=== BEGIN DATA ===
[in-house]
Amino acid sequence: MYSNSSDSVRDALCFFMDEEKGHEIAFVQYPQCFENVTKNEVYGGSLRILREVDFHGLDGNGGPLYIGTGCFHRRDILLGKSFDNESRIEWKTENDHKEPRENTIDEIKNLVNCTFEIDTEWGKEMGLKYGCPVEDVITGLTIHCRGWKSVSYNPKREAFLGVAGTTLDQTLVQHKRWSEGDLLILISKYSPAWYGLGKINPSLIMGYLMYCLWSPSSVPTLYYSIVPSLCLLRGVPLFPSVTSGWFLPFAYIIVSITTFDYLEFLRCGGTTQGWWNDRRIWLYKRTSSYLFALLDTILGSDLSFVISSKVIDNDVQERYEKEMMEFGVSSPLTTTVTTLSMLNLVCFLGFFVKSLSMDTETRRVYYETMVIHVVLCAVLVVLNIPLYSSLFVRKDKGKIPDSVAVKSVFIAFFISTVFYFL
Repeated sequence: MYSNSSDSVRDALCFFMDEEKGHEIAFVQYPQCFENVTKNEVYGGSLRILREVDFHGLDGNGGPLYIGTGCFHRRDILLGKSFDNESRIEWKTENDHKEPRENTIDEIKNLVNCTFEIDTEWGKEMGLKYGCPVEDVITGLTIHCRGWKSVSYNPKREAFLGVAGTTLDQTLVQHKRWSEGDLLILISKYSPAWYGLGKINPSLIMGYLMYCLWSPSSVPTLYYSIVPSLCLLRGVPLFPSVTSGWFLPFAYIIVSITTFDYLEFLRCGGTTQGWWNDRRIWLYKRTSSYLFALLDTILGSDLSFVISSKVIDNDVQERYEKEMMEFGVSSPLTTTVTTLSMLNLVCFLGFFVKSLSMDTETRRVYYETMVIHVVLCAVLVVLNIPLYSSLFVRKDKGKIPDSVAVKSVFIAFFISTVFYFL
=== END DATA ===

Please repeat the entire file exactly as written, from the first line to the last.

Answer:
[in-house]
Amino acid sequence: MYSNSSDSVRDALCFFMDEEKGHEIAFVQYPQCFENVTKNEVYGGSLRILREVDFHGLDGNGGPLYIGTGCFHRRDILLGKSFDNESRIEWKTENDHKEPRENTIDEIKNLVNCTFEIDTEWGKEMGLKYGCPVEDVITGLTIHCRGWKSVSYNPKREAFLGVAGTTLDQTLVQHKRWSEGDLLILISKYSPAWYGLGKINPSLIMGYLMYCLWSPSSVPTLYYSIVPSLCLLRGVPLFPSVTSGWFLPFAYIIVSITTFDYLEFLRCGGTTQGWWNDRRIWLYKRTSSYLFALLDTILGSDLSFVISSKVIDNDVQERYEKEMMEFGVSSPLTTTVTTLSMLNLVCFLGFFVKSLSMDTETRRVYYETMVIHVVLCAVLVVLNIPLYSSLFVRKDKGKIPDSVAVKSVFIAFFISTVFYFL
Repeated sequence: MYSNSSDSVRDALCFFMDEEKGHEIAFVQYPQCFENVTKNEVYGGSLRILREVDFHGLDGNGGPLYIGTGCFHRRDILLGKSFDNESRIEWKTENDHKEPRENTIDEIKNLVNCTFEIDTEWGKEMGLKYGCPVEDVITGLTIHCRGWKSVSYNPKREAFLGVAGTTLDQTLVQHKRWSEGDLLILISKYSPAWYGLGKINPSLIMGYLMYCLWSPSSVPTLYYSIVPSLCLLRGVPLFPSVTSGWFLPFAYIIVSITTFDYLEFLRCGGTTQGWWNDRRIWLYKRTSSYLFALLDTILGSDLSFVISSKVIDNDVQERYEKEMMEFGVSSPLTTTVTTLSMLNLVCFLGFFVKSLSMDTETRRVYYETMVIHVVLCAVLVVLNIPLYSSLFVRKDKGKIPDSVAVKSVFIAFFISTVFYFL